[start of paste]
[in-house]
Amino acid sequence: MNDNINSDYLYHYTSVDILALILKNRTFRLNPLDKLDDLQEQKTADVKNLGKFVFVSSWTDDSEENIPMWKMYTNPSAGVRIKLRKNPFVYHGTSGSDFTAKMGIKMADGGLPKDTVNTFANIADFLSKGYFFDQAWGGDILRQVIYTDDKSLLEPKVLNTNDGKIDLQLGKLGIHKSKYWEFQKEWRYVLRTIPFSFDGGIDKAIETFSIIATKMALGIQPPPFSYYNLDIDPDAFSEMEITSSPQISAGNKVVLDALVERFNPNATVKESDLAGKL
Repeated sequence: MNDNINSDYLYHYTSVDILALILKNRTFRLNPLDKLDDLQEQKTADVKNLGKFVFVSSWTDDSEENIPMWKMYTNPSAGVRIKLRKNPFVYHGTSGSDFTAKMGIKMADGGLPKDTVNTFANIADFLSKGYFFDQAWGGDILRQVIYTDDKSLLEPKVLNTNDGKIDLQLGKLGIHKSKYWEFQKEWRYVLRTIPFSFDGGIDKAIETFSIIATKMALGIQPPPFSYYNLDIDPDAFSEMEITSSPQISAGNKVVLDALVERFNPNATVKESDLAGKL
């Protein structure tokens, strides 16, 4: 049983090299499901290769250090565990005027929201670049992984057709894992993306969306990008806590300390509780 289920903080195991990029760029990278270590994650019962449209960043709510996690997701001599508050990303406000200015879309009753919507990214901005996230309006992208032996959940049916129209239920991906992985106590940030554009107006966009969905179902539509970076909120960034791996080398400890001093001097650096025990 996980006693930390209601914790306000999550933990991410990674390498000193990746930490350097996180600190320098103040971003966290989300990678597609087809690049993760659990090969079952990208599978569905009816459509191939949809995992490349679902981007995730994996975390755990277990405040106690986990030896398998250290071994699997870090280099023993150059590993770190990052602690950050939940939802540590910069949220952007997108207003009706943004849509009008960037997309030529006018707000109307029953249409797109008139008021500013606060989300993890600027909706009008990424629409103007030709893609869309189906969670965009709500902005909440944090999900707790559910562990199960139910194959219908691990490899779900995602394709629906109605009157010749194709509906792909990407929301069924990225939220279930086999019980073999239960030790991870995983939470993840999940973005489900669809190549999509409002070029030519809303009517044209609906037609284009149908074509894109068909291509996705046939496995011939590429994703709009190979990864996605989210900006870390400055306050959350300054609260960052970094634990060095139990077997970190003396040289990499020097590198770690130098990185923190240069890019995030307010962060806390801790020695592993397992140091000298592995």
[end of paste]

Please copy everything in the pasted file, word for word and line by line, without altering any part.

[in-house]
Amino acid sequence: MNDNINSDYLYHYTSVDILALILKNRTFRLNPLDKLDDLQEQKTADVKNLGKFVFVSSWTDDSEENIPMWKMYTNPSAGVRIKLRKNPFVYHGTSGSDFTAKMGIKMADGGLPKDTVNTFANIADFLSKGYFFDQAWGGDILRQVIYTDDKSLLEPKVLNTNDGKIDLQLGKLGIHKSKYWEFQKEWRYVLRTIPFSFDGGIDKAIETFSIIATKMALGIQPPPFSYYNLDIDPDAFSEMEITSSPQISAGNKVVLDALVERFNPNATVKESDLAGKL
Repeated sequence: MNDNINSDYLYHYTSVDILALILKNRTFRLNPLDKLDDLQEQKTADVKNLGKFVFVSSWTDDSEENIPMWKMYTNPSAGVRIKLRKNPFVYHGTSGSDFTAKMGIKMADGGLPKDTVNTFANIADFLSKGYFFDQAWGGDILRQVIYTDDKSLLEPKVLNTNDGKIDLQLGKLGIHKSKYWEFQKEWRYVLRTIPFSFDGGIDKAIETFSIIATKMALGIQPPPFSYYNLDIDPDAFSEMEITSSPQISAGNKVVLDALVERFNPNATVKESDLAGKL
């Protein structure tokens, strides 16, 4: 049983090299499901290769250090565990005027929201670049992984057709894992993306969306990008806590300390509780 289920903080195991990029760029990278270590994650019962449209960043709510996690997701001599508050990303406000200015879309009753919507990214901005996230309006992208032996959940049916129209239920991906992985106590940030554009107006966009969905179902539509970076909120960034791996080398400890001093001097650096025990 996980006693930390209601914790306000999550933990991410990674390498000193990746930490350097996180600190320098103040971003966290989300990678597609087809690049993760659990090969079952990208599978569905009816459509191939949809995992490349679902981007995730994996975390755990277990405040106690986990030896398998250290071994699997870090280099023993150059590993770190990052602690950050939940939802540590910069949220952007997108207003009706943004849509009008960037997309030529006018707000109307029953249409797109008139008021500013606060989300993890600027909706009008990424629409103007030709893609869309189906969670965009709500902005909440944090999900707790559910562990199960139910194959219908691990490899779900995602394709629906109605009157010749194709509906792909990407929301069924990225939220279930086999019980073999239960030790991870995983939470993840999940973005489900669809190549999509409002070029030519809303009517044209609906037609284009149908074509894109068909291509996705046939496995011939590429994703709009190979990864996605989210900006870390400055306050959350300054609260960052970094634990060095139990077997970190003396040289990499020097590198770690130098990185923190240069890019995030307010962060806390801790020695592993397992140091000298592995």